It was felt by all members that this Pietersen johnny had got a bit too big for his boots and the whole matter was just beyond the pale.

At least one member felt that we should have sorted his type out at Mafeking when we had the chance and that the Bok were basically no-good rotters.

It was also speculated as to whether the Bishop of Durham could have Desmond Tutu in a fight.

Attempting to draw the meeting back to the matter at hand, the chairman asked members to consider Pietersen’s demands.

It was felt that Pietersen’s request “to have a massive great big temple built in my honour like MS Dhoni is getting in India” was unrealistic.

One tentative proposed solution was to ask Sir Allen Stanford to pay for the temple but then sneer at him behind his back while taking his money.

It was agreed to wait and see what the Indians did and then desperately try to catch up while pretending we thought of it first.

As to the claim that Pietersen “had lost the dressing room” several members felt that there was no shame in a chap getting a bit confused after a good lunch and that it could have happened to anyone.

Peter Moores was generally felt to be an irritating squit.

However, members expressed concern that Pietersen would only grow more insufferable with time, with one asking “imagine how demanding he’ll become if we actually win any cricket matches”.

In the end, Pietersen’s “it’s me or him” ultimatum was put to a vote, with three votes for “me”, three for “him”, one for Eoghan Quigg and one for the UK Independence Party.

It was felt best to get shot of both Pietersen and Moores and the committee turned its attention to the thorny matter of the slimline tonic.

As recorded by Alan Tyers and definitely not leaked by anyone in the England set-up, none of whom would ever stoop to such a thing

Posted in Alan Tyers, England | 5 Comments »

Jrod: Thankyou England, we can count on you

January 8th, 2009 by Jrod in England, The Ashes and tagged , , ,

Thank you England.

It hasn’t been a great time for Australian cricket fans.

Old dudes can’t be culled. Spinners can’t be found.

Captains can’t work out fields or over rates.

Prolific batsmen face private credit crunches and 20 wickets a match is a pipe dream.

And the bloody South Africans beat us at home. We should be suicidal, and we were.

Now England has opened our eyes to the beautiful nature of the world, the lightness and puppy dogs.

KP was England’s white knight. The man was going to take them to a promise land of Ashes glory and unheard of gloating and celebrations.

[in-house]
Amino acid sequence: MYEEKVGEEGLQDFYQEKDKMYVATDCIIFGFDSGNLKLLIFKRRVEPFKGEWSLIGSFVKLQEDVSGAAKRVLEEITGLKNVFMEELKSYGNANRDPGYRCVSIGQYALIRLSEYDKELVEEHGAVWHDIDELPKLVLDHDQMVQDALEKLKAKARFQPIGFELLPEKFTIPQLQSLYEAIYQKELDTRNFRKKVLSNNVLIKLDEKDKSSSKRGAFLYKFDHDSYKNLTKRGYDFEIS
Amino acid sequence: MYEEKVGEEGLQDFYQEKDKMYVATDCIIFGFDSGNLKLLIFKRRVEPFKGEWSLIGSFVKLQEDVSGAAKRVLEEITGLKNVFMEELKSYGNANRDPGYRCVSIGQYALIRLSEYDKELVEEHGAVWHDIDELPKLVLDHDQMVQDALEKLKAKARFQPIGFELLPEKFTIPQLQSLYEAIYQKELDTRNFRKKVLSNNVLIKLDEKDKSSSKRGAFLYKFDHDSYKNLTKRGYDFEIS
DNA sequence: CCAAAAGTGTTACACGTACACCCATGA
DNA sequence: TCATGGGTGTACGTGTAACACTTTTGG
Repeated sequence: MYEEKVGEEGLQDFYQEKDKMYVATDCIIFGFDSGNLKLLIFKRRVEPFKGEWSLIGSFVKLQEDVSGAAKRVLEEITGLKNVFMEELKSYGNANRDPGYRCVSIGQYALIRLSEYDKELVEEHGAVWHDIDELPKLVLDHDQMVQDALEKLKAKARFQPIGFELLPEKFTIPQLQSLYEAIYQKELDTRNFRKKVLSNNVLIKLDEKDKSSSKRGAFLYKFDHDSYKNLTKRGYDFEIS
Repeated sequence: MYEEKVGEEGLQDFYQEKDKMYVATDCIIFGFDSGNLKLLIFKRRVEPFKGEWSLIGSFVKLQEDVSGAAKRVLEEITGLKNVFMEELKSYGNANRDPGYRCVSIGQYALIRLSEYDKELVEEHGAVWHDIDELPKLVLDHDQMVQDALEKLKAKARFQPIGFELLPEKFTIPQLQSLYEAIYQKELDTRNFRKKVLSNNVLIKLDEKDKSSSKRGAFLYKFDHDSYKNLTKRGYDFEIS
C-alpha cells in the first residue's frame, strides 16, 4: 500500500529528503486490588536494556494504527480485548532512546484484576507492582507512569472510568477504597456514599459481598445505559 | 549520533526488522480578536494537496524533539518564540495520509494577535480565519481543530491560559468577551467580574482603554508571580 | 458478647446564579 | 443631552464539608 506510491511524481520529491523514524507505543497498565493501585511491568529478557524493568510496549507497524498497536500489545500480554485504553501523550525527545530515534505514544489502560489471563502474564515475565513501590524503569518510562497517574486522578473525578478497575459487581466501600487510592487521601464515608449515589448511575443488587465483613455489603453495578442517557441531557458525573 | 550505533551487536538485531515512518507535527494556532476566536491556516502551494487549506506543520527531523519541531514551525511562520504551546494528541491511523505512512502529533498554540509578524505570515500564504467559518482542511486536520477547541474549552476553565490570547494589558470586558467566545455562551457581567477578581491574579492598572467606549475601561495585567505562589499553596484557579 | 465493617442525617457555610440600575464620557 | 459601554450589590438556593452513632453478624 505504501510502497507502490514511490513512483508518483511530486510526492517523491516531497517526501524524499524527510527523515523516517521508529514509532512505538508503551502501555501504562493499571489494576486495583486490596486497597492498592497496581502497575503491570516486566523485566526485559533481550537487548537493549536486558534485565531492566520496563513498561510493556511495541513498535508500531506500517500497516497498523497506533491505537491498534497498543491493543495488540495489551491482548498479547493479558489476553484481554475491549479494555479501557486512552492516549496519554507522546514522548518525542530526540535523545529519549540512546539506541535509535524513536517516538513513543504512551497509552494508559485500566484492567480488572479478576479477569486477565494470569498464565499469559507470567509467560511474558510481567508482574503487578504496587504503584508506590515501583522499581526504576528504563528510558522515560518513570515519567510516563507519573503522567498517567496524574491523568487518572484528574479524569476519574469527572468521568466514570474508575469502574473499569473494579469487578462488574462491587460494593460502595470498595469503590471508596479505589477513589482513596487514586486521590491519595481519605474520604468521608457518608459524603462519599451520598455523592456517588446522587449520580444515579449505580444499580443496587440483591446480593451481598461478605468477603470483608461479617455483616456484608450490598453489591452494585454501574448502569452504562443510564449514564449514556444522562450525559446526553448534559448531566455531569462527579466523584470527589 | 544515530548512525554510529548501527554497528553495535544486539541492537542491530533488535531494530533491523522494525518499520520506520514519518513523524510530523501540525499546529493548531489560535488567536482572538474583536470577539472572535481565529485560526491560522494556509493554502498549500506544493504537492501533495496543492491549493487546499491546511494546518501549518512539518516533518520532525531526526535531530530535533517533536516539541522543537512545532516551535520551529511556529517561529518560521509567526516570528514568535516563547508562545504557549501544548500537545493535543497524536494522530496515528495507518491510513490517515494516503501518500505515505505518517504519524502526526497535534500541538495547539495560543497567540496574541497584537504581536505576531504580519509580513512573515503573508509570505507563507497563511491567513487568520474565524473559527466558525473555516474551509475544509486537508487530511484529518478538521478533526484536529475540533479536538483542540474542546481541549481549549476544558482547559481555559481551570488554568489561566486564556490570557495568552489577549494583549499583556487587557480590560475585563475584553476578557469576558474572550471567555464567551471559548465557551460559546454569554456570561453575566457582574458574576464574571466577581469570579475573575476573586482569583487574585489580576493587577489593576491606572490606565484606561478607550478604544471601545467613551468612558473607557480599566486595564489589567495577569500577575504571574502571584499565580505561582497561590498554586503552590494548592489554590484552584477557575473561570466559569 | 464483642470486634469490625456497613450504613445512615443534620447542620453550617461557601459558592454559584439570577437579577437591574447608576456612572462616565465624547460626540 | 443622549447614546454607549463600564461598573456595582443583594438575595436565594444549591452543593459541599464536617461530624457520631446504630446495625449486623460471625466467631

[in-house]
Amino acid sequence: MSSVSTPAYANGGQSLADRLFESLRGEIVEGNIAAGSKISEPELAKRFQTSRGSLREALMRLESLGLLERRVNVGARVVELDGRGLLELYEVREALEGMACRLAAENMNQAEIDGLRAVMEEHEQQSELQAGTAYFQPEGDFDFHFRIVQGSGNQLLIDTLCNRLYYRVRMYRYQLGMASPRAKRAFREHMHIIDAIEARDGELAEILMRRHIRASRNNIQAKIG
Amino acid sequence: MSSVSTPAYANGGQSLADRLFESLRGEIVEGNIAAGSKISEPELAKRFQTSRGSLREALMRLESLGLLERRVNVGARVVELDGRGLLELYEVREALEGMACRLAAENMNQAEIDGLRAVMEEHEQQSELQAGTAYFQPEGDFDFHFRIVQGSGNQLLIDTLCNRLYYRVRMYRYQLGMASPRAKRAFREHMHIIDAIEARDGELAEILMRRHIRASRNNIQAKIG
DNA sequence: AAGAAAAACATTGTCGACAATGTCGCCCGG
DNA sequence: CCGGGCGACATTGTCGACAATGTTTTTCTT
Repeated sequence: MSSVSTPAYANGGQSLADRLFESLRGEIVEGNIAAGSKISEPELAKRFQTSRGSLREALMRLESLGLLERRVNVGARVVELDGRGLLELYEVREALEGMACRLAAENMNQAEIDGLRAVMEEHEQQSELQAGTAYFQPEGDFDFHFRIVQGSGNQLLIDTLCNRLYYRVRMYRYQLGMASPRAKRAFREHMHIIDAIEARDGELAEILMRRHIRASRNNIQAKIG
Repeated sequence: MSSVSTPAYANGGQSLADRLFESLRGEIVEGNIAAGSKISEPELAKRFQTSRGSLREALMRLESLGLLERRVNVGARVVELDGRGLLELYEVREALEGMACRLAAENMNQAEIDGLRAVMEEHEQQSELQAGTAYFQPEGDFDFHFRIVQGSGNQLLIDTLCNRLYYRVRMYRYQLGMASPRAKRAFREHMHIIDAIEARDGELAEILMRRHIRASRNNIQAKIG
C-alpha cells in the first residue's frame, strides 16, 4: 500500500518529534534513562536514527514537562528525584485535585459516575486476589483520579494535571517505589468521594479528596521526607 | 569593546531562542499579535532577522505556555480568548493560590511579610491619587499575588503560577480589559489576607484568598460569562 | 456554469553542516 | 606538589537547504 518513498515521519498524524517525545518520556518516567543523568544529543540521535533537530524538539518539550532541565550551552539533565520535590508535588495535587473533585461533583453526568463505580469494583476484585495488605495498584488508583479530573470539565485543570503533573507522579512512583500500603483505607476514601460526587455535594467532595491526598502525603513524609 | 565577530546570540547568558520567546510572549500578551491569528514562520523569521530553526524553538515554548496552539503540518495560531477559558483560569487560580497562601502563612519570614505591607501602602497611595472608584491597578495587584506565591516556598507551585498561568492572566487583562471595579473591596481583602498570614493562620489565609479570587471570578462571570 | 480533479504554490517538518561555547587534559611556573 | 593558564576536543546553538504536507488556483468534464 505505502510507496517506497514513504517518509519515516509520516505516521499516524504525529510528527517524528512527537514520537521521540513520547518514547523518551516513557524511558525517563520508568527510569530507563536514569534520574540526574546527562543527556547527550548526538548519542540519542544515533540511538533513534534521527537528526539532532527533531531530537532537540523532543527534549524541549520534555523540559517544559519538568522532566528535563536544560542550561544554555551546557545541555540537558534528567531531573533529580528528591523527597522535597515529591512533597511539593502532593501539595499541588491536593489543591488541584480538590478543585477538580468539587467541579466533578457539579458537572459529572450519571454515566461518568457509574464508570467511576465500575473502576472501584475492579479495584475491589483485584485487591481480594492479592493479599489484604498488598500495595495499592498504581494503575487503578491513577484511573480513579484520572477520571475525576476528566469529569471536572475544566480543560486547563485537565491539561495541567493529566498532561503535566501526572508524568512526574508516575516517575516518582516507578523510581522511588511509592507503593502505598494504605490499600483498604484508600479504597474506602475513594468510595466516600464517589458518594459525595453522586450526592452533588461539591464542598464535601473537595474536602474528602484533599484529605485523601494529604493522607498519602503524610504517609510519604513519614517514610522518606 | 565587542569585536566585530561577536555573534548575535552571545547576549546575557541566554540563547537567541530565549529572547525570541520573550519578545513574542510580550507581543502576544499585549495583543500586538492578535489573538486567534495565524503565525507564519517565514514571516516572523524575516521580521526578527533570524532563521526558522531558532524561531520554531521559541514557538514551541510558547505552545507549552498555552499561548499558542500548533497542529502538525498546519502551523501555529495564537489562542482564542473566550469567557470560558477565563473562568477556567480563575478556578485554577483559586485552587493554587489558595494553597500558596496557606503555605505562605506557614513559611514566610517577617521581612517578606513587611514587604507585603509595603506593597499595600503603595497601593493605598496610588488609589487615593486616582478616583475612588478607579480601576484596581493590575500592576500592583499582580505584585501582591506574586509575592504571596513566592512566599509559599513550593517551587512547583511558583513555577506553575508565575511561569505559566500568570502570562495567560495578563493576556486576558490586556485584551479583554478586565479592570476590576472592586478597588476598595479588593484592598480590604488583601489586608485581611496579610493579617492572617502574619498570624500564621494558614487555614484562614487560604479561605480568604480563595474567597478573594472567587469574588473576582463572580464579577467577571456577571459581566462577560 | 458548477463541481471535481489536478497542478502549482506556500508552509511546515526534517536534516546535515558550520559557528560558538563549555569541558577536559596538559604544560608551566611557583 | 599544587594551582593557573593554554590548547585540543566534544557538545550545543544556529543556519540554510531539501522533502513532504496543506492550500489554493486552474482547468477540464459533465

MBEs were drafted, streamers were ordered, and English fans had actual confidence in the state of their team.

After one dead rubber victory he was going to win the ashes, cure cancer and sing Hallelujah on a talent show.

Now he has quit, after losing 20 million dollars, a one day series and a test series.

He said it’s me or him, and they said it’s both of you.

And this brings me the joy that one can only hope for when their first child is born, or when they see the Natalie Portman strip tease in Closer.

I can handle Australia being useless if England are a mess.

Although I probably can’t handle losing to England, but I didn’t think I could handle losing to South Africa, but the scars on my wrists have been healing up nicely.

So thank you England, for curing Australian fans of their misery in our darkest hour, we can always count on you.

Jrod is an Australian cricket blogger, his site Cricketwithballs.net won last July’s Best of Blogs in TWC

Posted in England, The Ashes | 4 Comments »

The TWC Summit: Who is in more disarray, England or Australia?

January 7th, 2009 by Sam Collins in England, Test cricket, The Ashes

It seemed like an easy question last night, but how times change.

In case you’ve been asleep for the whole day, or less likely actually doing some work, then here’s a newsflash. This morning Australia finally won a Test match against credible opposition, while English cricket stuck it’s head in a rather large blender.

So what does this mean at the start of an Ashes year? Does it actually change anything?

Are Australia suddenly now favourites again, or just treading water until another hammering in South Africa? And what next for England? A Reg Dickason – Andrew Strauss dream ticket? On today’s evidence, it’s a distinct possibility.

Who are we kidding? Nobody has a clue, least of all our panel, but they’ve been kind enough to contribute their tuppence worth below for your consideration and inevitable rejection…

Read the rest of this entry »

Posted in England, Test cricket, The Ashes | 4 Comments »